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  • W. Connor Smith

Misfire: Virginia’s new firearm prohibition is off-target

Updated: Oct 19, 2023

In June, Gov. Ralph Northam (D-VA) signed Virginia’s newest firearms prohibition into law. The statute prohibits persons convicted of domestic battery and assault against family members from purchasing, possessing or transporting firearms for three years from the date of their conviction. Proponents of the legislation believe this is a life saving measure by empowering law enforcement to disarm known offenders. When interviewed, Lori Haas of the Coalition to Stop Gun Violence said, “right now, if law enforcement comes across a person who has this conviction on his or her record, they can immediately disarm that person there and then… it is a good law and it’s going to save lives.” However, critics of the new law feel there are numerous loopholes that leave many victims unprotected.

The statute provides that a person who knowingly purchases, possesses or transports a firearm in the Commonwealth, after being convicted of domestic assault and battery of a family member, is guilty of a class 1 misdemeanor. It further defines a family member or household member as being only spouses, former spouses and co-parents. This falls short of federal law, which extends a firearms prohibition to “anyone who attempts or threatens violence against a loved one, has demonstrated that he or she poses an unacceptable risk, and should be prohibited from possessing firearms.” Federalism arguments aside, if the Commonwealth is going to pass a law of this nature, why push through a watered-down version of an existing federal law?

The final subsection of the statute automatically restores the rights to purchase, possess, and transport firearms for convicted persons three years after the date of conviction if there are no subsequent convictions.

The Virginia statute will provide greater protection to qualified victims; however, it leaves too many victims of domestic violence unprotected. The Giffords Law Center outlines the shortfalls of the new law in clear terms. This statute does not cover dating partners convicted of domestic violence who have not resided with the victim. Further, no protection is explicitly provided for survivors who have ex parte restraining orders. Giffords further raises a harrowing point: the statute’s language is not only reactive, it leaves no roadmap for law enforcement. It does not authorize or require the removal of firearms at the scene of a domestic violence incident, only that convicted persons should voluntarily turn in their guns. What is the expectation of law enforcement? Under what circumstances are firearms actually confiscated? Will law enforcement officers only confiscate firearms present at traffic stops, or while executing search warrants for other charges? The goal is protecting victims and the prevention of violent crime, so why settle for a field goal on the one-yard line?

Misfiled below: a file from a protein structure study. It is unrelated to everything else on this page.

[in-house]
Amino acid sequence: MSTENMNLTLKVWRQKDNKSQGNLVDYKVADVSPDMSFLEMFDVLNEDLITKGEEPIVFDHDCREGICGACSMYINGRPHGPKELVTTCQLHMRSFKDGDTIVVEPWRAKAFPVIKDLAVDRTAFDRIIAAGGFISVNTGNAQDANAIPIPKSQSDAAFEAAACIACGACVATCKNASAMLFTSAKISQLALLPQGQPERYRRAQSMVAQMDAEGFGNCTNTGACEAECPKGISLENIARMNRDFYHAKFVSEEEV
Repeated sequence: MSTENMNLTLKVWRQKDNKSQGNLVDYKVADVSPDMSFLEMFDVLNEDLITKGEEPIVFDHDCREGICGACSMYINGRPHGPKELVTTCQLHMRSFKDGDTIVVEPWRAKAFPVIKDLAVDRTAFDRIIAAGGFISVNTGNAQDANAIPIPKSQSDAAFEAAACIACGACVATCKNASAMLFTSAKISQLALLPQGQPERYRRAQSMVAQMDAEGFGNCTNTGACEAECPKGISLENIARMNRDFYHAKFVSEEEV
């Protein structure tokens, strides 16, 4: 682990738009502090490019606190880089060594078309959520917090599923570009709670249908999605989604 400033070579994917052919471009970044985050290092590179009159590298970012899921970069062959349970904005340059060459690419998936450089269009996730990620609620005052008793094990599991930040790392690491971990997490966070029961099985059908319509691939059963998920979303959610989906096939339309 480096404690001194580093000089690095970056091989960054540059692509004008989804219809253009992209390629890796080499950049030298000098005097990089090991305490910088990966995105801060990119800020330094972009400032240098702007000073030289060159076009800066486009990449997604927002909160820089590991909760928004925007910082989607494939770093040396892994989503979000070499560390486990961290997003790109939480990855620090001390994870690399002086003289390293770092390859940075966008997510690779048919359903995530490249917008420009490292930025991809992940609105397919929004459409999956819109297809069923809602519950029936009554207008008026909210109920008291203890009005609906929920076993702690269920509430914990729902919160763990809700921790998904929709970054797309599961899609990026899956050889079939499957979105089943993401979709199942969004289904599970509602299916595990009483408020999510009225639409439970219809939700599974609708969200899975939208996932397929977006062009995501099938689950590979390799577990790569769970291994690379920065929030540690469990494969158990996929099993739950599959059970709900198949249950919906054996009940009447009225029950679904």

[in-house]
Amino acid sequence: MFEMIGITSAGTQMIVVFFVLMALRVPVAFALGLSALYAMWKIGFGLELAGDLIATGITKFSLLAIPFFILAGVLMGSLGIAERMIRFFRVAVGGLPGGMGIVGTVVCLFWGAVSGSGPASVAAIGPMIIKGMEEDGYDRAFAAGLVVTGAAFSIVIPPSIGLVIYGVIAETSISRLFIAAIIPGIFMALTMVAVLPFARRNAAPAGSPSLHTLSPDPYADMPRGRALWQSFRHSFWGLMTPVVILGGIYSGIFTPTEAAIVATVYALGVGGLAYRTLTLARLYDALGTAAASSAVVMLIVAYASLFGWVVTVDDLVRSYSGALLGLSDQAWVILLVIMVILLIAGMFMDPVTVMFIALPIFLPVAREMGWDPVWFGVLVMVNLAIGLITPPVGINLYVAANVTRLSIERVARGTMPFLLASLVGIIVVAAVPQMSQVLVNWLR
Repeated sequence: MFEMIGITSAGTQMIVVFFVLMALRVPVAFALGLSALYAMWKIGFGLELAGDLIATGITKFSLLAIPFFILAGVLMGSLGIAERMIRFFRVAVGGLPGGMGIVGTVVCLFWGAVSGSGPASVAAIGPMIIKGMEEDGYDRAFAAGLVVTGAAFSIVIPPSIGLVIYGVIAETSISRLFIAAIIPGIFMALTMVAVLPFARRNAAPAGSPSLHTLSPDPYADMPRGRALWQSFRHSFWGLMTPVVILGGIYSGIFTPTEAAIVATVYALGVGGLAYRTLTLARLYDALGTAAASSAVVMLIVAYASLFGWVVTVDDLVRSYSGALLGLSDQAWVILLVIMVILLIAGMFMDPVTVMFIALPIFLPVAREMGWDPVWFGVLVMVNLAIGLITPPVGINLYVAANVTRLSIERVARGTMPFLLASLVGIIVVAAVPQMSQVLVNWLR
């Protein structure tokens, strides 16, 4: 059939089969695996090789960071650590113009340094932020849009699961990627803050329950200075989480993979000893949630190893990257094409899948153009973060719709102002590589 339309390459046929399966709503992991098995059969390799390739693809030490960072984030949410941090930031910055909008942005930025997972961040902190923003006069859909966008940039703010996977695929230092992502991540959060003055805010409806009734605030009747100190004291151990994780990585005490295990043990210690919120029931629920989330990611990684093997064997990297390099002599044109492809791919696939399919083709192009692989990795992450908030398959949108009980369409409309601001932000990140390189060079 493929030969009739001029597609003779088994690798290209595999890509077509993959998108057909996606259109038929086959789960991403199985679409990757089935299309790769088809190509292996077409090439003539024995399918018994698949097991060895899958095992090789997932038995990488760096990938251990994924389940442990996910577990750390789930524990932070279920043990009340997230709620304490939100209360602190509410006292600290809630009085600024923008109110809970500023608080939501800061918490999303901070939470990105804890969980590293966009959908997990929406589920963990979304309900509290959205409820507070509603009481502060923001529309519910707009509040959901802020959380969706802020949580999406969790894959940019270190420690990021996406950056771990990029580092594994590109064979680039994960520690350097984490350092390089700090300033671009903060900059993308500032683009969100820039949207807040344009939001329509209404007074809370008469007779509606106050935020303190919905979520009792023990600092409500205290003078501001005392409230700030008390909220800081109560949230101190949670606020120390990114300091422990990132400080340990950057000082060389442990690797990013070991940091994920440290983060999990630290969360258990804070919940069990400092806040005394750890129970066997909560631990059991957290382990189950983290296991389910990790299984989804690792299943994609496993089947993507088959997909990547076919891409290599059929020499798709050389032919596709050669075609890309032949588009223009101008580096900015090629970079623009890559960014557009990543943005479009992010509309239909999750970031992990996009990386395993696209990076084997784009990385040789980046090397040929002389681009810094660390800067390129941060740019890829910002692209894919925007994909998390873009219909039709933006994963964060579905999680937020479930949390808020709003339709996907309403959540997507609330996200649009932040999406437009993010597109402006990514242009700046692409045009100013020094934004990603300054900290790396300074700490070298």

In 2020, more than half of all homicides in the Commonwealth of Virginia were committed by intimate partners, and over 70% of those homicides involved the use of a firearm. Additionally, State Police estimate that there are roughly 31,000 active protective orders in the Commonwealth. Furthermore, since 1999, over a third of Virginia’s homicides were related to domestic violence, and 55% of family and intimate partner homicides in that same timeframe involved a firearm. According to Disarm Domestic Violence, “over 1.9 million Virginia residents experience intimate partner violence in their lifetimes.”

Despite the legislature’s best efforts, the statute as it is currently written leaves numerous victims of domestic violence under-protected. In its current form, the prohibition only extends to those convicted of domestic assault and battery against their spouses or children. This leaves out the myriad of victims that are abused by partners that are not married. Further, the statute does not give law enforcement instructions on how to properly enforce the new law. Expanding or amending Va. Code Ann. § 18.2-308.1:8 should absolutely be a priority during next spring’s legislative session.


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